Aster upgrades data warehouse in three key areas

With Version 4.5 of nCluster, Aster hopes to alleviate any concerns

When Gartner Inc. placed Aster Data Systems Inc. firmly in the "Visionaries" section of its data warehousing "Magic Quadrant" last month, it seemed like faint praise.

Although Aster has gained attention for the size and speed of rollouts such as the more-than-200TB data warehouse run by MySpace, Gartner says that its flagship nCluster database lacks some basic features in the area of stored procedures, views and some types of database schemas.

By dinging Aster on its "ability to execute" scale, Gartner seemed to be saying that it is unconvinced that the five-year-old start-up has proved that it can walk the walk.

"As the newest entrant to the DBMS data warehouse world, Aster Data carries more risk than the larger DBMS vendors," wrote Gartner analysts Donald Feinberg and Mark Beyer. "We recommend a thorough POC [proof of concept] with Aster Data and a minimum of two other vendors."

With Version 4.5 of nCluster, Aster hopes to alleviate those concerns, and more.

The latest release, Aster said, improves nCluster in three key areas: performance, ease of development and management.

Performance

Aster is certifying optional flash memory storage from Fusion I/O connected via fast PCI Express (PCIe) cards. This follows closely on the heels of similar moves by ParAccel Inc., which released a Fusion I/O-based data warehousing appliance earlier this month, and Oracle Corp., whose Exadata Version 2 Database Appliance also uses PCIe-based cards. (For its part, Teradata Inc. has announced, but not yet released, an appliance using flash SSDs.)

Apart from letting users choose flash-enabled servers to be central ones in the cluster, Aster hasn't optimized Version 4.5 for flash by, for example, treating it as a different storage tier. Because of the high cost today of flash, customers will likely use it in small amounts, said Sharmila Shahani-Mulligan, Aster's executive vice president of worldwide marketing.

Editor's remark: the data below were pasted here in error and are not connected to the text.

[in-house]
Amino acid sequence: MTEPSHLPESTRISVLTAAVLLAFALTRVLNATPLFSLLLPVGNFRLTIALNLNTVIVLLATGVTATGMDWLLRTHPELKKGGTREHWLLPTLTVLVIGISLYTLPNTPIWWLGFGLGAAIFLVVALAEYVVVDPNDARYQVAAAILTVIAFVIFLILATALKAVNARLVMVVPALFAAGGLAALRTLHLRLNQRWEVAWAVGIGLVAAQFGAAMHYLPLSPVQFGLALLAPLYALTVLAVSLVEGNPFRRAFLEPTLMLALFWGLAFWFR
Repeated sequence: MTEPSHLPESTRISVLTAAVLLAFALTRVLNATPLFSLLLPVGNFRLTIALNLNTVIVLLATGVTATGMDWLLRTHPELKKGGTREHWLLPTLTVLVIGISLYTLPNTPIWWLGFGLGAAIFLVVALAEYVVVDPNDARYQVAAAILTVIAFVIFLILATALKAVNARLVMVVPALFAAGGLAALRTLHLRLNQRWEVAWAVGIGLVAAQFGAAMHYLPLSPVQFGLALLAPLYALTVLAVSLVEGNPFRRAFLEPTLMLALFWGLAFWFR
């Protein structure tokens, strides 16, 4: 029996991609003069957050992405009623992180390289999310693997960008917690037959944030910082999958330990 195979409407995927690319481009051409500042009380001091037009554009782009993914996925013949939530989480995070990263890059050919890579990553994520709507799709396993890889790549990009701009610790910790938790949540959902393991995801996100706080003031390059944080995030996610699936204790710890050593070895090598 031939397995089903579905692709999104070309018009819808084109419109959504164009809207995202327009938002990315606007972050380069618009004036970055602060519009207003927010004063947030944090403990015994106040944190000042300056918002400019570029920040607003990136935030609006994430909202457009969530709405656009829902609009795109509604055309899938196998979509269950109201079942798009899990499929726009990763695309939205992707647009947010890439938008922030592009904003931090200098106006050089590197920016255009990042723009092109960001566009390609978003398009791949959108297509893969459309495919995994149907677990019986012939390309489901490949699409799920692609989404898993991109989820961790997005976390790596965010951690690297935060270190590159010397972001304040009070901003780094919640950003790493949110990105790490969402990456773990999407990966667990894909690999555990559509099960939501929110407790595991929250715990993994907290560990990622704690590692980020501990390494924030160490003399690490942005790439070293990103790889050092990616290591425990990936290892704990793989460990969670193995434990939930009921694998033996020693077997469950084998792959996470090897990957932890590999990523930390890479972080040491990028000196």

Besides adding flash, Aster says it improved data-loading performance in nCluster 4.5 up to 4TB per hour.

Ease of development

Version 4.5 of nCluster lets developers create applications using a point-and-click SQL-based interface, said Aster's director of product marketing, Jon Bock. This free development environment, called Aster Data Developer Express, works with the popular Eclipse IDE, and makes it possible to build and test apps quickly, without the need to buy an nCluster license upfront. Aster hopes that move will attract the attention of potential independent software vendor partners.

The Aster development framework can also be used to build MapReduce apps. Those MapReduce applications run inside nCluster, giving Aster a key patent-pending advantage over competitors who "treat MapReduce as a UDF [user-defined function] or stored procedure," says Bock.

Aster is also offering a suite of prebuilt analytics functions for developers.

Management

Aster is enhancing its management console with new dashboards to monitor both queries and server performance.

"I'm very impressed with Aster's products, direction, partnerships, architecture, and customer adoption," said Forrester Research Inc. analyst James Kobielus. "For starters, the new integrated SQL and MapReduce visual development environment fills the last missing piece in their platform/tool portfolio, addressing developers' needs for simplified, graphical, wizard-driven MapReduce development tools. Likewise, the DW workload management dashboard supports very fine-grained optimization and administration of these MapReduce jobs across distributed nCluster grids and clouds."

Kobielus said the data loader puts Aster "solidly in the pack with Greenplum, Oracle, and others," while the pre-built Aster analytic functions "should speed ISV and customer adoption of MapReduce for core analytics."

Eric Lai covers Windows and Linux, desktop applications, databases and business intelligence for Computerworld. Follow Eric on Twitter at @ericylai or subscribe to Eric's RSS feed . His e-mail address is elai@computerworld.com.

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